Salt: A Modern Fable

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I’ve never written a fable before, but when I caught a headline on Politico yesterday, this story jumped into my head. I wrote it for 2-Minutes-Go.

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Salt

More than his gold-plated golf clubs, more than his collection of celebrities on speed-dial, more than any of his trophies, the man loved his salt. He’d cultivated that salt with a patience he’d bestowed on no human in his life. He’d traveled the earth looking for the best location to harvest it, the ideal climate, the primo seaside sunbaked leeward cove, where the big-league crystals collected. But it still was not good enough, the haul too paltry, so he spent a million dollars of his fortune on a magician’s spell to make the minerals more powerful.

That was the ticket.

The salt colonized and crystallized and concentrated and sparkled. The ocean and magic combined to imbue it with the bitter tears of mermaids in mourning, the revenge of white whales, the last cries of drowning mariners, the shaking fist of Atlantis. He brought no one there except his favorite son, on secret missions, telling his wife they were going to the circus, or hunting tigers. The first time they reached the cliffs, the boy looked confused, and the man indulged in a wolf’s smile.

“Someday,” he said, clapping a small hand to the boy’s shoulder, “this will all be yours. It will be your legacy. It will be the salt to rub in your enemies’ wounds.”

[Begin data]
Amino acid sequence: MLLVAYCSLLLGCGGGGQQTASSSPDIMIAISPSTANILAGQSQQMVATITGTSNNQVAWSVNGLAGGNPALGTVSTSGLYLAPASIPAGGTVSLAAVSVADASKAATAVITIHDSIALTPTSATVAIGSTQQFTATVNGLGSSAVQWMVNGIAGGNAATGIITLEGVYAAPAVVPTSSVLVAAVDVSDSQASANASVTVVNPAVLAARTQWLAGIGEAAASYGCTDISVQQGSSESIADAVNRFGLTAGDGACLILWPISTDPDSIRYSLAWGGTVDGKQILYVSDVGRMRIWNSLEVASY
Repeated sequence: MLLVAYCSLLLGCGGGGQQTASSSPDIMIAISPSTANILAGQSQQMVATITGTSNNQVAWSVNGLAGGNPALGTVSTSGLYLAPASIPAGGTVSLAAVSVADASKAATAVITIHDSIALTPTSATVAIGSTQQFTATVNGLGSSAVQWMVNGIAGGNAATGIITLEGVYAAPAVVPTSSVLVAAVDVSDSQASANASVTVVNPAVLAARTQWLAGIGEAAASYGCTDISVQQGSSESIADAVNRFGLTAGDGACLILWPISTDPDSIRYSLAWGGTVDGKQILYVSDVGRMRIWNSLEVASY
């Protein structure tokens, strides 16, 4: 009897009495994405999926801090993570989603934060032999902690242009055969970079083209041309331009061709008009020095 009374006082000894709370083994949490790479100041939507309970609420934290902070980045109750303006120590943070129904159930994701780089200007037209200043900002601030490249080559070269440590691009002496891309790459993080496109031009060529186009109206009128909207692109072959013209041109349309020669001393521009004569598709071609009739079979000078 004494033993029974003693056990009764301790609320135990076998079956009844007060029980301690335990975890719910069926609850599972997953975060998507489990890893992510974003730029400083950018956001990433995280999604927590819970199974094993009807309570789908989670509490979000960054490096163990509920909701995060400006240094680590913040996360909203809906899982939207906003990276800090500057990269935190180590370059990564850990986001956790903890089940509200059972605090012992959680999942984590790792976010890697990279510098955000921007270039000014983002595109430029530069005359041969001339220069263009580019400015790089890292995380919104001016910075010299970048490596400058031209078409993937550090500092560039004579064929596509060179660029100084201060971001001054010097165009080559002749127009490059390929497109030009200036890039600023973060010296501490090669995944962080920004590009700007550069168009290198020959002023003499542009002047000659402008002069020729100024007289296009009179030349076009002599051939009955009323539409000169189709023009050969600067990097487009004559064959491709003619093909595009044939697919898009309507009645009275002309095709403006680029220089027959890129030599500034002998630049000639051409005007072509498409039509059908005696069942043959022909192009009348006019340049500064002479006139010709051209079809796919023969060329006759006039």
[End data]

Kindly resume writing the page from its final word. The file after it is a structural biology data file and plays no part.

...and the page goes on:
The boy didn’t understand, and the man was angry, and the boy grew quiet. But he kept bringing the boy to the cliffs when he traveled to check on his salt, to make sure the enchantment still held, to make sure there would be enough. For he had a lot of enemies. He’d hoped to push some sense into the boy. Like his father had done to him.

During his next visit, as they beheld what the family fortune had purchased, the boy asked, “Is it time yet?”

The man lifted his chin and felt the sea breezes on his freshly exfoliated face. He licked a finger and raised it in the air. “Oh,” he said, relishing what was to come. “It’s time.”

And he took off his expensive shoes and rolled up his expensive trousers and picked down the rocks to where the salt deposits lay, all the while wincing at the pain in his soft, small, pedicured feet. The boy followed his lead, carrying the golden bucket, and soldiered on under its weight as the man filled it to the brim.

The salt was beautiful, and it was his, and the man felt a touch of pride as if it were another child.

When they returned to the city, he climbed to the highest tower, the boy in his footsteps, and opened the windows where the people gathered below. From their shouts he knew that most of them hated him, were envious of all he possessed and of the victories he’d claimed, but he waved and smiled, told a few jokes. Drawing them closer.

Then with one mighty hurl, he emptied the bucket over the ledge, but the wind blew the salt back at him. He tried to duck the onslaught—too late. The last thing he saw before the crystals blinded him was his son, standing behind him, smiling. A wolf cub’s smile.

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Flash Fiction: A Call to Prayer

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A Call to Prayer